disclosures, a home inspection contingency, and a closing date and

location.

How much of a deposit should I put down?

An “earnest money deposit,” often equaling 2% to 3% of the asking

price, typically accompanies a purchase offer. The money should be

deposited with a third party (put into escrow), such as a law firm

or title company. Get a receipt and do not authorize release of the

deposit until the sale is final.

What are contingencies?

Contingencies are conditions outlined in the contract that must be

satisfied before the sale can be finalized. Some buyers make the sale

contingent on obtaining a mortgage, selling their current home, or

obtaining various home inspections. (It is not advisable to waive your

right to a home inspection.) Sellers can reject your offer if they do

not like your contingencies.

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There are strict time limits attached to contingencies. For example,

you may have only a few days to complete inspections and alert the

seller to any problems that are uncovered. At that point, you can

attempt to negotiate the cost of the repairs with the seller, or you can

cancel the contract and get your deposit back. If you miss a deadline,

you can no longer cancel the contract based on that contingency.

What is a home inspection?

A home inspector examines the property for problems such as leaks,

structural weaknesses or failing components that might cost you a

great deal of money to fix. The inspection should evaluate all major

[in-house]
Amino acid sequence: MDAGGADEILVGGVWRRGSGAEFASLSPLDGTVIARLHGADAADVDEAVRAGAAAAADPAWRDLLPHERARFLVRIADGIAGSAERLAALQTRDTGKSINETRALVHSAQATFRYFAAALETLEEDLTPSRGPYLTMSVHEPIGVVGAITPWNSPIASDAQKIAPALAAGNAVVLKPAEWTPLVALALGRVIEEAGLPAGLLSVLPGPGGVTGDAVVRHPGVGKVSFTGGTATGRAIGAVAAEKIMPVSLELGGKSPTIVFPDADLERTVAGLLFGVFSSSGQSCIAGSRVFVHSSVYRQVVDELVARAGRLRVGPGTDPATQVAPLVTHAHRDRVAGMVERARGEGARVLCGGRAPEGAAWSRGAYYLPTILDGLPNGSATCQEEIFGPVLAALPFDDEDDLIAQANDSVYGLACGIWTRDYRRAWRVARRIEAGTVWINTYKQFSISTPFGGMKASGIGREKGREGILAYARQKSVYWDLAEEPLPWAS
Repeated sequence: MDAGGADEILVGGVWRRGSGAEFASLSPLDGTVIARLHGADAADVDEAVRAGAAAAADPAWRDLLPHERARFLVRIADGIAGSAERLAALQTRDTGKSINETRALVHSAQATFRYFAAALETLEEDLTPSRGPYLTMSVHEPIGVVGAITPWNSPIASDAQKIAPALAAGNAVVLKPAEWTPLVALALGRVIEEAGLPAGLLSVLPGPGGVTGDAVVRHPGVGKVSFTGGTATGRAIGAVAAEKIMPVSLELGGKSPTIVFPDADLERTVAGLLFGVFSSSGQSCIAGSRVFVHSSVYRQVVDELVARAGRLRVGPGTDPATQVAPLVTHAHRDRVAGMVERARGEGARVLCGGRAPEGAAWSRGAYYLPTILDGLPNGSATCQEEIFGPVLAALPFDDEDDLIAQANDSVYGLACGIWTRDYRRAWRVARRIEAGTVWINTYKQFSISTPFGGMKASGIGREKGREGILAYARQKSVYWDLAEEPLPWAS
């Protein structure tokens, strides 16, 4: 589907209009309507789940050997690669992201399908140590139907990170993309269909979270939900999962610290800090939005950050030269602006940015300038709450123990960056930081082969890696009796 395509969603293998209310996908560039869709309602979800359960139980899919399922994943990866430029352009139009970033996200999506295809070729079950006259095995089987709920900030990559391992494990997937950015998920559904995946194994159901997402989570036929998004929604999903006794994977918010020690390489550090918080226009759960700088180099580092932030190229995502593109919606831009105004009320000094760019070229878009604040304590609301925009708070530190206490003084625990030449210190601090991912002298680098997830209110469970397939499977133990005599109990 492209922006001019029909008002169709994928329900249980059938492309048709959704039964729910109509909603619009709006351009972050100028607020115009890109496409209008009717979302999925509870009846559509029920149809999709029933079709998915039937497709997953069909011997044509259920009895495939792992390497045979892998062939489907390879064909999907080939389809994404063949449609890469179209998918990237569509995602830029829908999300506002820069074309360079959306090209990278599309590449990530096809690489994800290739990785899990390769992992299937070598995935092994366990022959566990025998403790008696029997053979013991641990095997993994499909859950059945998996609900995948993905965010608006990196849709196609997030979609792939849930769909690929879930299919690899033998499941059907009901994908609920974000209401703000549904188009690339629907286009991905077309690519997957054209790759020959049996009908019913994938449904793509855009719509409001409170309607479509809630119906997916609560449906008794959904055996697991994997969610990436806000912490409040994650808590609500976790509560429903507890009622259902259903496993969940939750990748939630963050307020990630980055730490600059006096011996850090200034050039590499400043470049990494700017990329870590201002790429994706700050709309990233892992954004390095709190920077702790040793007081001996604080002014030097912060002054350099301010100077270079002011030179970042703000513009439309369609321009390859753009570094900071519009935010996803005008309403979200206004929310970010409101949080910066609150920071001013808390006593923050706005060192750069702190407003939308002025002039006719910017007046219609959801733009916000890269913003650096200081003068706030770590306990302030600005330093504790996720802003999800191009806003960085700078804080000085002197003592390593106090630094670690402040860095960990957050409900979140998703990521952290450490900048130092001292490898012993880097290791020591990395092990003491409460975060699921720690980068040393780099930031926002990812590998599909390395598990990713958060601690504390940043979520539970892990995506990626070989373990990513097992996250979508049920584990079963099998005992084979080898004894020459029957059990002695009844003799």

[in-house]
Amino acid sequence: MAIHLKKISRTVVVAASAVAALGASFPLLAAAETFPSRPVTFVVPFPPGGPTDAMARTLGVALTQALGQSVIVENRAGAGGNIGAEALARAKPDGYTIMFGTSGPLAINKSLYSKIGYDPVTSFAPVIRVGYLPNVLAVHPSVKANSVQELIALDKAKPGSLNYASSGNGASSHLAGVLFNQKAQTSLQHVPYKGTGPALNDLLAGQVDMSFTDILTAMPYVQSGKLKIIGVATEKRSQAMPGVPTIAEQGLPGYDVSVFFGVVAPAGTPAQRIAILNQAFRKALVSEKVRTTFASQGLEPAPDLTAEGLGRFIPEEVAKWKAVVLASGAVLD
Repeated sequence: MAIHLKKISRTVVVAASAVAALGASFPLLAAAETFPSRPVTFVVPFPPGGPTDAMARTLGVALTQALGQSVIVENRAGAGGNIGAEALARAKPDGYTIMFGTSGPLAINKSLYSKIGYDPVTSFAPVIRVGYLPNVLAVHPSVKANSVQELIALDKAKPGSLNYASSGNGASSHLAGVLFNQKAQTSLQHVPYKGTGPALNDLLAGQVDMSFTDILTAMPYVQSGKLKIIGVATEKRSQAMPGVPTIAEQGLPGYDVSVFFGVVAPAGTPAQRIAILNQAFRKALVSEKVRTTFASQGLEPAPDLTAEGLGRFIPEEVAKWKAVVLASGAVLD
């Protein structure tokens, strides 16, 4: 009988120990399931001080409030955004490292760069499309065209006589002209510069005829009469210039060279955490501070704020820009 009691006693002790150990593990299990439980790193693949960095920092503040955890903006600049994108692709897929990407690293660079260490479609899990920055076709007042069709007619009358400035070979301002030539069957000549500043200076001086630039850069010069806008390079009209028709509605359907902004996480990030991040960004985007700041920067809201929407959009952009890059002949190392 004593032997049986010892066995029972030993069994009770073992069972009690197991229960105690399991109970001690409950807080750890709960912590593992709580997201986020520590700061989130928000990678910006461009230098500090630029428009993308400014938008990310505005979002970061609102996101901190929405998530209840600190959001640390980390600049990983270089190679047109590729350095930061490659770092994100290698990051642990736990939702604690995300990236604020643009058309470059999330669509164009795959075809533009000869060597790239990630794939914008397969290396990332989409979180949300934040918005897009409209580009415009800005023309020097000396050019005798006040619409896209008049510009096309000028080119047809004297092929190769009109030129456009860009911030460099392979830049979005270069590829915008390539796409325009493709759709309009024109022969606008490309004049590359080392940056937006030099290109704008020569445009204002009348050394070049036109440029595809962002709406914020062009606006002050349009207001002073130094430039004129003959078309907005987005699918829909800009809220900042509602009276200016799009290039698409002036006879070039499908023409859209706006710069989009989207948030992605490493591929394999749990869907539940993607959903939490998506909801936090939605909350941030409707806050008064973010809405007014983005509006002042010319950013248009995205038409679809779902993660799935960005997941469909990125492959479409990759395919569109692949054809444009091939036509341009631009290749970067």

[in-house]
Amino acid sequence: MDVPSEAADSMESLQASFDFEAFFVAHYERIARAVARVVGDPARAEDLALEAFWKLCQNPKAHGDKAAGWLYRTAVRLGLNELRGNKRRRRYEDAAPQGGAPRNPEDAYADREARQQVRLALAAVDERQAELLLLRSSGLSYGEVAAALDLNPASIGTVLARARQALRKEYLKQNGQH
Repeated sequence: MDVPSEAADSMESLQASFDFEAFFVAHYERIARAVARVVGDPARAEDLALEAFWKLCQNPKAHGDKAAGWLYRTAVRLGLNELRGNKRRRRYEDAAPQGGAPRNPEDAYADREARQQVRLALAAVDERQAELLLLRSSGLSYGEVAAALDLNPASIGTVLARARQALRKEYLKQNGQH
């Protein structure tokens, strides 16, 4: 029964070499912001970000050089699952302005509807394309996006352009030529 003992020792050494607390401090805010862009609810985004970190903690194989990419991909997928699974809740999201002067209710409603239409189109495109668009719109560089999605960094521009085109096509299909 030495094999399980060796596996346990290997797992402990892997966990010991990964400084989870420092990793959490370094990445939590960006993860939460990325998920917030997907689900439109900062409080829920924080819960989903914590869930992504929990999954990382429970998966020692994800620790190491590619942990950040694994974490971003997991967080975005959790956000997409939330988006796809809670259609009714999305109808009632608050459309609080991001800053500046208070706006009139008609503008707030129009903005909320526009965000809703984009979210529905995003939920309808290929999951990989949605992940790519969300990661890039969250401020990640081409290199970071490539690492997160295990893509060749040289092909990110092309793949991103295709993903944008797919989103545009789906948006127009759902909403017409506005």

systems in the home (heating, cooling, plumbing and electrical)

as well as the roof, foundation, basement and appliances. Home

inspections are a protection for homebuyers—for $300 to $500

you could avoid thousands of dollars in future repairs. To find an

inspector, ask your buyer’s agent for a recommendation or contact

the National Association of Certified Home Inspectors (www.nachi.

org; 877 FIND-INS) or the American Society of Home Inspectors

(www.ashi.org; 800-743-2744).

Sellers are required to disclose any defects or environmental hazards

that they know of. If the seller knew about problems but did not

reveal them, the buyer has grounds for a lawsuit.

Are there other necessary inspections?

Lenders in some states require a termite inspection. The test also

looks for wood rot or water damage. You are entitled to a copy of the

report.

Most lenders also require a real estate survey (a drawing of the

parcel’s property lines, structures, fences, retaining walls, driveways,

public rights of way, etc.).

For water quality questions, contact the Environmental Protection

Agency’s (EPA) Safe Drinking Water Hotline at 800-426-4791.

Go to www.epa.gov/epahome/whereyoulive.htm and enter the

home’s ZIP code for local air, water quality and waste management

information. Contact the state EPA office to check on asbestos, oil

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or water contamination problems. To get free water and air pollution

reports by county go to www.scorecard.org.

If you’re buying an older home, consider testing for mold, lead or

radon. Include a hazard contingency in your offer in case something

of concern is found. This will give you a way out of the contract if

you don’t want to do the cleanup. You can also ask the seller to clean

up the hazardous conditions, but the seller is not required to do this.

For a checklist of what questions to ask to evaluate hazards, go to

http://epa.gov/ttn/atw/checklist.html.

Government offices, such as health, building and zoning

departments, may be able to provide additional information on the

property.

What does homeowner’s insurance cover?

Homeowner’s insurance covers damage to your home and

possessions, and your liability to other people who may be injured

on your property. Make sure you understand if you are insured for a

predetermined amount or if you are guaranteed full replacement cost

of your damaged property.

If a pipe bursts you may have coverage, but if water seeps into your

basement you will probably not be covered. Flood damage is usually